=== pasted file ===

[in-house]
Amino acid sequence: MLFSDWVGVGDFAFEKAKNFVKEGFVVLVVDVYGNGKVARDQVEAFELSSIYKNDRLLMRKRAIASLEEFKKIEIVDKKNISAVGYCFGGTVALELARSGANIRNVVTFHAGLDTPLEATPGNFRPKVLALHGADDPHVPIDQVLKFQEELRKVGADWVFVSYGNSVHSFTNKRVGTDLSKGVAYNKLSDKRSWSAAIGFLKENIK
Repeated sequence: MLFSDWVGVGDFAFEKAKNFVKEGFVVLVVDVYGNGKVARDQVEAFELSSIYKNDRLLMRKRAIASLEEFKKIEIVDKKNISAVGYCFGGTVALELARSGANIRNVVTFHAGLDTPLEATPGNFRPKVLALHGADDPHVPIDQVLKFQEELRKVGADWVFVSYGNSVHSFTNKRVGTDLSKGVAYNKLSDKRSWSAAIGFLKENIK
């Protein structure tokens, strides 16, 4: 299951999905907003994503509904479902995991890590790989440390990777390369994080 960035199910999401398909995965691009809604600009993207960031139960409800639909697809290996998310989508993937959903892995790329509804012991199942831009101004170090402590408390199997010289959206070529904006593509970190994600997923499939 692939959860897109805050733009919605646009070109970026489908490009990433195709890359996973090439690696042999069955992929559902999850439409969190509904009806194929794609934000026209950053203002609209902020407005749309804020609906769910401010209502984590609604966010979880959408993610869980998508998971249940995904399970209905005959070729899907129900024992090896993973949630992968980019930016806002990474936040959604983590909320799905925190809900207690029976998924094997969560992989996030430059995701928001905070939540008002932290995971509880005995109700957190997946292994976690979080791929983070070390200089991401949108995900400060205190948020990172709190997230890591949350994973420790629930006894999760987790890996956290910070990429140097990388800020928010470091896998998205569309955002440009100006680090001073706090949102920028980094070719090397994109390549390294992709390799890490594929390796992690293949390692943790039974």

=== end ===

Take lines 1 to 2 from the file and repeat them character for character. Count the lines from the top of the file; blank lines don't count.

[in-house]
Amino acid sequence: MLFSDWVGVGDFAFEKAKNFVKEGFVVLVVDVYGNGKVARDQVEAFELSSIYKNDRLLMRKRAIASLEEFKKIEIVDKKNISAVGYCFGGTVALELARSGANIRNVVTFHAGLDTPLEATPGNFRPKVLALHGADDPHVPIDQVLKFQEELRKVGADWVFVSYGNSVHSFTNKRVGTDLSKGVAYNKLSDKRSWSAAIGFLKENIK